Saturday, December 31, 2011



Amazingly enough I finished reading two books on a single day. There are two more rather technical books that I am still reading, but probably few would be interested in them. The first book I finished was the collected fairy tales of the Brothers Grimm. I've already mentioned said book here. The second book is Garry Wills' 'Papal Sin'. You can read it yourself here at Google Books. I hope the referral is right. I often make mistakes in long addresses.

I have to say that the book surprised me. From the title and a brief perusal I expected this book to get into the gritty details of medieval and Renaissance Popes with all the neat stories about simony, nepotism, sexual impropriety and political treachery. Nope. The network of deception that the author heads for began in the 19th century with Pope Pius IX. There is, however, more than enough dogs' dinner in the last 1 1/2 centuries to satisfy the most ardent critic of the Papacy.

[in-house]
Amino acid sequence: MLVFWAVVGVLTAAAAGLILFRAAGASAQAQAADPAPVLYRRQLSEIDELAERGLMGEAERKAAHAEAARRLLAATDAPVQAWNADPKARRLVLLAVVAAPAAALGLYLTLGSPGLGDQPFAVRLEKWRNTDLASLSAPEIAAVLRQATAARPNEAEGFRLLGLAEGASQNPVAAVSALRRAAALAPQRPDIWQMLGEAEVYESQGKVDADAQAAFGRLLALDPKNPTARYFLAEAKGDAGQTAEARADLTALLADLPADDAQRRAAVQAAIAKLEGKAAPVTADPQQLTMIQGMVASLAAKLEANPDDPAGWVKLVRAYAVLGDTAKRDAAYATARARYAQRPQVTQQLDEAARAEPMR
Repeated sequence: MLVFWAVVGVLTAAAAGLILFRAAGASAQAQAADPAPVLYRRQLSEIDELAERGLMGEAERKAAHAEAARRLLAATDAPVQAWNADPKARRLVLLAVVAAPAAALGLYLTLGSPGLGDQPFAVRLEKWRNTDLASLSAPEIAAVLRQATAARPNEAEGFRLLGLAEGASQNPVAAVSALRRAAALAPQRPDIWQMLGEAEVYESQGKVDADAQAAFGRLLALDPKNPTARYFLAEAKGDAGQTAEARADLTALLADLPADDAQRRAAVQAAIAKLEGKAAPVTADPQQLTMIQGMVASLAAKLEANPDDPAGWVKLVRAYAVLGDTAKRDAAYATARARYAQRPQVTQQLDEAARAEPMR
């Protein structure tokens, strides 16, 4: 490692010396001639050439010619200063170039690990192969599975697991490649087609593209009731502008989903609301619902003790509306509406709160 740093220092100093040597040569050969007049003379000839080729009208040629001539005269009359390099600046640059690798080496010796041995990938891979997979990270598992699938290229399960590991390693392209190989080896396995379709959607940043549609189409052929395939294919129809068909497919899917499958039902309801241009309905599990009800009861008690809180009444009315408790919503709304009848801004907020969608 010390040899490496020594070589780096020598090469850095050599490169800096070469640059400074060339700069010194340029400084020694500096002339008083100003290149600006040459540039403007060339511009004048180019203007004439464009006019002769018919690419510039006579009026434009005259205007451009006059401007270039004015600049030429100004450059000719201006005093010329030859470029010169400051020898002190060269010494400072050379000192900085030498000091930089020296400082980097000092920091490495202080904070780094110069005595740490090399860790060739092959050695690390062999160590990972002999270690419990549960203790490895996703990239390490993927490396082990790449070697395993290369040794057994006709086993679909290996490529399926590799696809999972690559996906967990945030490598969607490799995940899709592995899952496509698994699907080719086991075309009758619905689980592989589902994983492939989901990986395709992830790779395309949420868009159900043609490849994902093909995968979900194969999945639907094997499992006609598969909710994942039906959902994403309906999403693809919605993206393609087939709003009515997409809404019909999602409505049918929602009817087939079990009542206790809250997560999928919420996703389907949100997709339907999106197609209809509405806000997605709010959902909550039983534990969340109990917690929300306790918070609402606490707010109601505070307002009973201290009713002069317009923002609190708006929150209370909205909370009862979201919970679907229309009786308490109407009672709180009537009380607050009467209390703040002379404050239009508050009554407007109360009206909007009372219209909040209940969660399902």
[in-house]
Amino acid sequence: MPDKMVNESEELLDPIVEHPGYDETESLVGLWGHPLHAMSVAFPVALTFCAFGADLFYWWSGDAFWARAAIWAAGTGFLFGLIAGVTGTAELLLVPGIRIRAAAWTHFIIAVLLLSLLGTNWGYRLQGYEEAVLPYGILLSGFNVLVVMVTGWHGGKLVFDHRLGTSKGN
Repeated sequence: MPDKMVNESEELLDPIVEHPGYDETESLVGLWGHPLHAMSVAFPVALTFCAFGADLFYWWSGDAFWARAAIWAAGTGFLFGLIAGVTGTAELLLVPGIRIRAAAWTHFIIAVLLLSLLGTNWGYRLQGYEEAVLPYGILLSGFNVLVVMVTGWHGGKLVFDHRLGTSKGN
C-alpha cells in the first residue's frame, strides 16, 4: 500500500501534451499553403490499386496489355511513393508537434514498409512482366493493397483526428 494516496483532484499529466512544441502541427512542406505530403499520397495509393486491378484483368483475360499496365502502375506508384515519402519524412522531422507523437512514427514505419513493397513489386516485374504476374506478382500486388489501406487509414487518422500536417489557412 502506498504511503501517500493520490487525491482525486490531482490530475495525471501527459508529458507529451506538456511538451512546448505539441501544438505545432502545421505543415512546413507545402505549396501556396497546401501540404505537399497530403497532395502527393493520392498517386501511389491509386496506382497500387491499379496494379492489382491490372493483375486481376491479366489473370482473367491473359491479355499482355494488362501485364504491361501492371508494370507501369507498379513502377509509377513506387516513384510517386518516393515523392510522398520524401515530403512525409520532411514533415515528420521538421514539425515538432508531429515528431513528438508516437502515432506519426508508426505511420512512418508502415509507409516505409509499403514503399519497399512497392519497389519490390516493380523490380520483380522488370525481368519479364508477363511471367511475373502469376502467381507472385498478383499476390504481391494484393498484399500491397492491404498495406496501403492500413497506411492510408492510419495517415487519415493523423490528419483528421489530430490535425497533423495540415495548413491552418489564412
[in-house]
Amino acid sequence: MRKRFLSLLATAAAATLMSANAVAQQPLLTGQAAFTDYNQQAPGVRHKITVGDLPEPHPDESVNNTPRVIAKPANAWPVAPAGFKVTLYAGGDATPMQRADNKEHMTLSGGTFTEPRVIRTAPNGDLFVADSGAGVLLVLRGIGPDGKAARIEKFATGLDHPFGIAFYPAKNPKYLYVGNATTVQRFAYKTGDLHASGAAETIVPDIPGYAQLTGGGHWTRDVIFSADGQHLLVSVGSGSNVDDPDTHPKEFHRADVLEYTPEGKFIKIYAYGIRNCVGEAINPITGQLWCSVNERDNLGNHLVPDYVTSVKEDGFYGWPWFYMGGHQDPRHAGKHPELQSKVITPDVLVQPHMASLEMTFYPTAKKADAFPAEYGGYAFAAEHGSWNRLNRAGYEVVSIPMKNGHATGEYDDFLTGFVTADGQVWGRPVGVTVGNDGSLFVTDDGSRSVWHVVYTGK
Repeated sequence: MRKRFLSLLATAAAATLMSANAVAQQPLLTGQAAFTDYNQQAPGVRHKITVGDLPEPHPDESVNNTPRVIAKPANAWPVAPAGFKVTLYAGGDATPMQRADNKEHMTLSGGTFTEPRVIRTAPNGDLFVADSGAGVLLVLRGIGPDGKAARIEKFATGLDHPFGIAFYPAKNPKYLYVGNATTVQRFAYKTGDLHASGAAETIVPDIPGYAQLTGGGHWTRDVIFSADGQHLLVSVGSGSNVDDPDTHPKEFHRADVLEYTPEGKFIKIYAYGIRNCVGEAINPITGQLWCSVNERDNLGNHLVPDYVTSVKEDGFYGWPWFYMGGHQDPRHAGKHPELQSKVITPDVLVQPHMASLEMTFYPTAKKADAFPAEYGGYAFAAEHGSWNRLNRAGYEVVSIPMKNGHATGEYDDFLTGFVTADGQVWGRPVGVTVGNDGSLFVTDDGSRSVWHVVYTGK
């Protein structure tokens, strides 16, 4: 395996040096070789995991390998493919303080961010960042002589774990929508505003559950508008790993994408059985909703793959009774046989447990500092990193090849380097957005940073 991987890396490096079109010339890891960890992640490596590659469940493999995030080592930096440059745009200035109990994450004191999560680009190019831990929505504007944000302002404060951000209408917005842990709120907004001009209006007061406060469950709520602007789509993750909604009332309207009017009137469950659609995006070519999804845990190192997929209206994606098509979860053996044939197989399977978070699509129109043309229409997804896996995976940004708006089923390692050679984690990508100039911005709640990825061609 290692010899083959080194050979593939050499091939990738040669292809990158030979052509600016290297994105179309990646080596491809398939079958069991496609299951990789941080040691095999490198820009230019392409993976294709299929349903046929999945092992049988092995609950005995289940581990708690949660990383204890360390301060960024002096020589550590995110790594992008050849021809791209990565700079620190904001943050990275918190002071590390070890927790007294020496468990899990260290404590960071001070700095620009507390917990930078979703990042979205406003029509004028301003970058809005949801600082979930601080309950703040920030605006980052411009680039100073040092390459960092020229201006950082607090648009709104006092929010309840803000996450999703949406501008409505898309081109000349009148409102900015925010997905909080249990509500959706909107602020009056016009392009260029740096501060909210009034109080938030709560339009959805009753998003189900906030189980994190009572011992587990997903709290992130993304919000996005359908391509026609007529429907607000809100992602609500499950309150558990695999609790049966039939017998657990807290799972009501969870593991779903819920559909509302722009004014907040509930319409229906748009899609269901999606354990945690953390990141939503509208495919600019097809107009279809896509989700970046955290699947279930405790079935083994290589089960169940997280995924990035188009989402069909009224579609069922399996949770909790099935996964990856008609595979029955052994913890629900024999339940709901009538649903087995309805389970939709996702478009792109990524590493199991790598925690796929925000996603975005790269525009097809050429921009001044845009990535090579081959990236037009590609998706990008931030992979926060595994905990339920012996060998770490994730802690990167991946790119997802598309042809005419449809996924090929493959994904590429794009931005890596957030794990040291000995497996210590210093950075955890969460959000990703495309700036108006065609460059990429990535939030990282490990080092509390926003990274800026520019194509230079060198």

Wills is hardly the most ardent. He is still a very devoted Catholic, whatever his heretical opinions. He denies the 1870 Vatican I promulgation of Papal Infallibility from the point of view of Church tradition in addition to the thuggish schemes initiated by Pius to gain the acceptance of his infallibility.

I must say that I enjoyed this book immensely, especially considered the recent death of my Sister Ann who was a nun with heterodox opinions. Wills begins his book with chapters showing the "bad faith" and lies of the Catholic Church. He saves his own reformist opinion for the latter chapters where he contrasts the views of the Church Father Augustine to modern Papal opinion.

Along the way he scatters gems such as the fact that the apostles were married; that there were no priests in the very early times of Christianity and no bishops until even later. He emphasizes the democracy of the early Church and suggests that this should be a model for today's Church.

What can I say here as an ex-Catholic and an atheist for over 45 years ? This book is obviously addressed to other Catholic believers. It makes an appeal to the "winter soldiers" who continue to resist foolish Papal pronouncements.I would recommend it for believers as an eye openers to the fact that there can be dissent in the Catholic Church. Perhaps even unbelievers could profit even more by reading this book. It may allow them to formulate their objections at a higher level.